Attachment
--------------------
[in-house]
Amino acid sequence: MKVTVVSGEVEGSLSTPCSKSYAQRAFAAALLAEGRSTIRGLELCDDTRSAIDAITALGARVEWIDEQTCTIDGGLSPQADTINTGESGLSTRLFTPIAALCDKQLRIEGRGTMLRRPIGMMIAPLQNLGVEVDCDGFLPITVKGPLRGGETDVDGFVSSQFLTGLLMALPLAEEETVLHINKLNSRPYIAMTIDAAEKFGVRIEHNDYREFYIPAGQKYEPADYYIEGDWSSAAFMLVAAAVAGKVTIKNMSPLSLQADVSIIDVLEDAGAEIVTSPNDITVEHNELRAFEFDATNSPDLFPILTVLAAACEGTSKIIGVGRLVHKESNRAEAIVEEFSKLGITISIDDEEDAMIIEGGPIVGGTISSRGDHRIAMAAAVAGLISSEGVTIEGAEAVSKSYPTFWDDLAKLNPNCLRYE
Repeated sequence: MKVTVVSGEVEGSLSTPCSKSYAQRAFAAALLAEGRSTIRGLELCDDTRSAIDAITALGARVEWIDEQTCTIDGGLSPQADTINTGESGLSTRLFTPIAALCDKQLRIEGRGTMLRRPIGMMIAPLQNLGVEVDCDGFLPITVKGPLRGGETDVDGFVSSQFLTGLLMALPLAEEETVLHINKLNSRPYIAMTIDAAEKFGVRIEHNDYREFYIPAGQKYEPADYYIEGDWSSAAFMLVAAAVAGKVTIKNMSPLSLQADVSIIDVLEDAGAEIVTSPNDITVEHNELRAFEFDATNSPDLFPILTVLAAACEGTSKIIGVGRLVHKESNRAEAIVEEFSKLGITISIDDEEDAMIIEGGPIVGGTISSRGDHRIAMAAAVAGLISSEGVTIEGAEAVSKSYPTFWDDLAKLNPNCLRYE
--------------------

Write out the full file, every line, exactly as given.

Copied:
[in-house]
Amino acid sequence: MKVTVVSGEVEGSLSTPCSKSYAQRAFAAALLAEGRSTIRGLELCDDTRSAIDAITALGARVEWIDEQTCTIDGGLSPQADTINTGESGLSTRLFTPIAALCDKQLRIEGRGTMLRRPIGMMIAPLQNLGVEVDCDGFLPITVKGPLRGGETDVDGFVSSQFLTGLLMALPLAEEETVLHINKLNSRPYIAMTIDAAEKFGVRIEHNDYREFYIPAGQKYEPADYYIEGDWSSAAFMLVAAAVAGKVTIKNMSPLSLQADVSIIDVLEDAGAEIVTSPNDITVEHNELRAFEFDATNSPDLFPILTVLAAACEGTSKIIGVGRLVHKESNRAEAIVEEFSKLGITISIDDEEDAMIIEGGPIVGGTISSRGDHRIAMAAAVAGLISSEGVTIEGAEAVSKSYPTFWDDLAKLNPNCLRYE
Repeated sequence: MKVTVVSGEVEGSLSTPCSKSYAQRAFAAALLAEGRSTIRGLELCDDTRSAIDAITALGARVEWIDEQTCTIDGGLSPQADTINTGESGLSTRLFTPIAALCDKQLRIEGRGTMLRRPIGMMIAPLQNLGVEVDCDGFLPITVKGPLRGGETDVDGFVSSQFLTGLLMALPLAEEETVLHINKLNSRPYIAMTIDAAEKFGVRIEHNDYREFYIPAGQKYEPADYYIEGDWSSAAFMLVAAAVAGKVTIKNMSPLSLQADVSIIDVLEDAGAEIVTSPNDITVEHNELRAFEFDATNSPDLFPILTVLAAACEGTSKIIGVGRLVHKESNRAEAIVEEFSKLGITISIDDEEDAMIIEGGPIVGGTISSRGDHRIAMAAAVAGLISSEGVTIEGAEAVSKSYPTFWDDLAKLNPNCLRYE